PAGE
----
Der Streit zwischen Phoebus und Pan (BWV 201) begins with the text "Geschwinde, ihr wirbelnden Winde" and was composed in 1729. It was again performed in Leipzig, probably during one of the concerts of the Collegium Musicum in Zimmermann's coffee house. There seems to have been no special occasion for its composition. Scholars tend to think that the subject - a singing contest between Phoebus and Pan - was used by Bach to express his view on music. It is also observed that the opposing characters are accompanied by different bodies of instruments: Pan with strings playing in unison, Phoebus with instruments like the transverse flute and the oboe d'amore. Pan is associated with the lower social strata which explains that his music was used again in the Bauernkantate (BWV 212). No sacred parody of this cantata is known.

Herkules auf dem Scheidewege (BWV 213) is the latest of these three cantatas and dates from 1733. It was also performed in Zimmermann's coffee house in August of that year, to celebrate the birthday of Friedrich Christian, son of the Elector of Saxony. It also falls into the category of the serenata, as the 11-year old prince is compared to Hercules who chooses the right path. Bach wasn't the only composer to use this subject for a composition. The best-known piece from the 18th century is Handel's The Choice of Hercules. Only one year later Bach reused the opening chorus (Laßt uns sorgen, laßt uns wachen) and all the arias for his Christmas Oratorio. The librettist of the secular cantata, Picander, may also have been involved in the writing of the text of the parody.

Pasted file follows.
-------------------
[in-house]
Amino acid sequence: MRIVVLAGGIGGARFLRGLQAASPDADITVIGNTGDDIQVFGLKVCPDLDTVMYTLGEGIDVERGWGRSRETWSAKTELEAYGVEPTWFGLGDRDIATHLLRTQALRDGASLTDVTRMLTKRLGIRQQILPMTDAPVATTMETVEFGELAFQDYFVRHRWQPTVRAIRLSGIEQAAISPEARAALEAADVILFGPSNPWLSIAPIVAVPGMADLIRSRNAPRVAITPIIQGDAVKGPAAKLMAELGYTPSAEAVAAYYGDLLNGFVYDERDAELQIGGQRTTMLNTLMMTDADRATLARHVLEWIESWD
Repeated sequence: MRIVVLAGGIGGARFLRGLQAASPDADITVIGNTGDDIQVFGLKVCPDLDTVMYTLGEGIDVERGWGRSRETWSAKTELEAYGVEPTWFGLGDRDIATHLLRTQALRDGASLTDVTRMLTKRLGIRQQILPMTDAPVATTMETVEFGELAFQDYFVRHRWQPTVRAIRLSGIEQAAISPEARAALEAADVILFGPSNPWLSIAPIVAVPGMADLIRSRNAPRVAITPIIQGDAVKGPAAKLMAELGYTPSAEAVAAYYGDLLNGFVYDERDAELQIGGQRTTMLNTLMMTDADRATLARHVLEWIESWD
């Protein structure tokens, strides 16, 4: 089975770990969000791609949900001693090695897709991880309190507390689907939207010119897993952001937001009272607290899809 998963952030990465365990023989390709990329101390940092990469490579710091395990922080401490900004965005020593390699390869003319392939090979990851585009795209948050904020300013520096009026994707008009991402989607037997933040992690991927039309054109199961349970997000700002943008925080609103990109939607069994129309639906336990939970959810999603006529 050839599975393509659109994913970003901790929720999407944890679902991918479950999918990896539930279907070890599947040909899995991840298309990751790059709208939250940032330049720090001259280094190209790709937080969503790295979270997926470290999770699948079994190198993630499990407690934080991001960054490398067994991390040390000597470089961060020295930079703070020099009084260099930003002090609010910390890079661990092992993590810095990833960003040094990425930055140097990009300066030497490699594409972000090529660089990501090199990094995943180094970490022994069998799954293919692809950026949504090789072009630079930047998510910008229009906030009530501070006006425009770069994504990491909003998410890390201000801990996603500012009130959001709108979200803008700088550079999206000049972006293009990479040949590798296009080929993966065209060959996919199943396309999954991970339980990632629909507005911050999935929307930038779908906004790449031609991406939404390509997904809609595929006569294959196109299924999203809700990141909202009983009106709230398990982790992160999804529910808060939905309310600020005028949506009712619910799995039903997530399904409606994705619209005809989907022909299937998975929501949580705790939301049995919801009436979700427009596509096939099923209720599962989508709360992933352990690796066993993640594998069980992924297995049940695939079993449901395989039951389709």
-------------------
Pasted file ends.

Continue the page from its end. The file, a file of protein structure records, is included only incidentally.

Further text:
The cantatas 201 and 205 are performed here as true operas. The dramatic character of the Cantata BWV 201 is underlined by the fact that there are almost no pauses between the arias and the following recitatives, which lends the performance a strong forward drive. The depiction of the text in the opening chorus is brilliant, and it is perfectly sung and played here. The roles are well cast, and especially the contrast between the two main players in the drama, Phoebus and Pan, is spot on. Christian Immler sings Phoebus' aria 'Mit Verlangen' in a very artful way whereas Alejandro Meerapfel does well in Pan's aria 'Zu Tanze, zu Sprunge'. His voice is not the most refined, and that is exactly what is needed here. His less than perfect German pronunciation ("denen" instead of "deinen") is more problematic. Céline Scheen makes the most of Momus' aria 'Patron, das macht der Wind', in which she makes a fool of Pan. Tmolus takes the side of Phoebus; Fabio Trümpy sings his aria 'Phoebus, deine Melodei' in the same tasteful way as Immler sang Phoebus' aria. Midas chooses Pan as the winner and in his aria the strings depict the braying of a donkey, referring to the donkey's ears which are going to grow on him. The aria is perfectly sung by Makoto Sakurada. Clint van der Linde sings the role of Mercurius who voices the moral of the story. He sings well, but has slight problems with the top notes. After an accompanied recitative from Momus the chorus 'Labt das Herz, ihr holden Saiten' ends the piece.